Grell, Pinard, Pettis and Aslan (2012) are emphatic that developing an understanding of in-vitro and in-vivo behavior of biological molecules is prudent in determining the structure of a crystal. They analyze various techniques which scientists employ in crystallization. The researchers also link the functional contribution of organic and biological molecules in the process of crystallization. Furthermore, they point out that in order to crystallize amino acids in solutions, it is crucial to restrict the process towards the production of high quality and large crystals. On the same note, Mohammed et al (2012) affirm that polarized laser light irradiation is one of the most reliable techniques that may be used for the desired process. This method is indeed effective in crystallizing amino acids in a solution. Another method suggested by Alabanza and Aslan (2011) is the use of micro-droplet solvent evaporation on self-assembled monolayers (SAMs). In this case, polymorphs can be prevented from forming on specific surfaces through the application of Nanoscale cylindrical pores.

Recent studies have conformed l-Alanine as one of the most significant amino acids contained in most proteins. It plays a very important role in developing the structure of proteins (Mohammed et al., 2012). According to Pinard et al (2012), the chemical protein has numerous applications in the chemical, pharmaceutical and food industries. As a result, the chemical enjoys a relatively high market demand. Initially, scientists used traditional methods of evaporative crystallization for crystallization process. However, the conventional method was finally ruled out as a time-consuming process. Scientists further indicated that traditional methods failed to yield usable crystals coupled with consumption of extra time and poor results after the experiments. These challenges necessitated the application of MA-MAEC methodology. The technique is deemed to be cost-effective because the prevailing immediate temperature may be used to prepare crystals. This technique is highly effective because it generates l-alanine crystals that are larger and properly shaped. As it stands now, industries are using the same technique to produce large amounts of molecular crystals. According to Pinard et al (2012), the technique can be used in different processes including preparing large crystals using organic molecules.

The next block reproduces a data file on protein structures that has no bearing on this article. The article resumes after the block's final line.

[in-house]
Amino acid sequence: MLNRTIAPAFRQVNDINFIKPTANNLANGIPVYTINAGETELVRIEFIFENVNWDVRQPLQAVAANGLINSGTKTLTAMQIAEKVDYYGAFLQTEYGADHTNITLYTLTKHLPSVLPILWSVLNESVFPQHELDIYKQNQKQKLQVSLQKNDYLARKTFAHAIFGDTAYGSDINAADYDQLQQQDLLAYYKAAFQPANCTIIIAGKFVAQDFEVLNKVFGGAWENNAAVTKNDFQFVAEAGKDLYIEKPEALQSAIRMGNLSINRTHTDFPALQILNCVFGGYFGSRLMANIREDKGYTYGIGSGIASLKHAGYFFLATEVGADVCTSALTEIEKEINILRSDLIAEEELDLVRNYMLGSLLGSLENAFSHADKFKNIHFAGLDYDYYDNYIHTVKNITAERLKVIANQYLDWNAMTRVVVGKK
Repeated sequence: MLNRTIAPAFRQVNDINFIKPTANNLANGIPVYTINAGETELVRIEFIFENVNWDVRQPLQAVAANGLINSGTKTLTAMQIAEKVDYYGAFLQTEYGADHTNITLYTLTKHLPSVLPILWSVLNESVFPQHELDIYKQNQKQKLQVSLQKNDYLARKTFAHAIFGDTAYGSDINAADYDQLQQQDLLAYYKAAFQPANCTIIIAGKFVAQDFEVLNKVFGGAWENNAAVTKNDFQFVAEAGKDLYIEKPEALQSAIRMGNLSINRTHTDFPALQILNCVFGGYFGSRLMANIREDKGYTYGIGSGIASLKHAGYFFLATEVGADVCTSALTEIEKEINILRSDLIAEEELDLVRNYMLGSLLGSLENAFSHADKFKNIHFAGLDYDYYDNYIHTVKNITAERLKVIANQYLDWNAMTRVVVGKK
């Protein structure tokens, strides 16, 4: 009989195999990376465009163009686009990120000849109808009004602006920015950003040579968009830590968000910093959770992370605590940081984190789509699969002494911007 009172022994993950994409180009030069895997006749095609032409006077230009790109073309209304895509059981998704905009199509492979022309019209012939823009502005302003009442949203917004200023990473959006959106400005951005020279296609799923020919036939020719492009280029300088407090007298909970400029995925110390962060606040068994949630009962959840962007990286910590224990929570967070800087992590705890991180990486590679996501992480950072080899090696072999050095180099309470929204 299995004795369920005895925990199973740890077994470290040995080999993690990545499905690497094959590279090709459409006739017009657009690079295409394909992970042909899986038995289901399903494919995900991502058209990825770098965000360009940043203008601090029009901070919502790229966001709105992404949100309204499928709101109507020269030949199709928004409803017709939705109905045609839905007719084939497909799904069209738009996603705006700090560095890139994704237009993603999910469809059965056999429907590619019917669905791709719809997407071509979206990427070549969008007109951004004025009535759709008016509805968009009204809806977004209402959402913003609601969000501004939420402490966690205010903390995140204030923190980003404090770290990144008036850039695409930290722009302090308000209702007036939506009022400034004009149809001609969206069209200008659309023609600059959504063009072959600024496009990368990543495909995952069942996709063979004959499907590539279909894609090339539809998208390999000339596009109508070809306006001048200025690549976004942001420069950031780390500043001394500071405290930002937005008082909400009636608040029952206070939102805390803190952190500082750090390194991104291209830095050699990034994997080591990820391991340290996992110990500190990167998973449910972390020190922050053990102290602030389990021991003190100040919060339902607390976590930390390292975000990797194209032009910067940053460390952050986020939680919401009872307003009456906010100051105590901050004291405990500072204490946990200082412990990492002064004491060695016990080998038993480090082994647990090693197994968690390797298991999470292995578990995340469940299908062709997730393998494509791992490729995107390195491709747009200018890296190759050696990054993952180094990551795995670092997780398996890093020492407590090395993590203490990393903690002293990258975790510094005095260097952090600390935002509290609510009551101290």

The knowledge on crystallography has facilitated thorough understanding of molecular structure. Protein and amino acids alongside other molecular crystals have been vital towards successful understanding of molecular structures. According to Grell et al (2012), the latter can be attributed to the unique properties such as high stabilizing and solubility properties. These properties aid in creating proteins that are more distinctive. Metal-assisted and microwave-assisted evaporative crystallization (MA-MAEC) is a platform through which technology functions by combining both microwave heating and the application of silver nanoparticles in a crystallization process.

In particular, the MA-MAEC technique is a faster method of crystallization and quite selective when there is need to prepare smaller molecules. Mohammed et al (2012) is emphatic that by using MA-MAEC method, a scientist can rapidly create a glycin model after a short while. In other words, one of the positive attributes of this technique is minimal time consumption. However, it will depend on the size of structures being formed. It is also vital to reiterate that glyciin crystals appear quite big when grown on silver nanostructures even without the application of heat from a microwave. This implies that the process or technique is also cost effective and can significantly benefit large-scale manufacturers of crystals. According to the illustration in the diagram below, glycins that have been grown in blank glass slides appear to be quite smaller than the heated ones. This explains why both Mohammed et al (2012) and Alabanza and Aslan (2011) concur that MA-MAEC technique is crucial in determining the size of a crystal and time needed for the formation of desired polymorphs. It is more effective than the conventional evaporative crystallization.

crystallization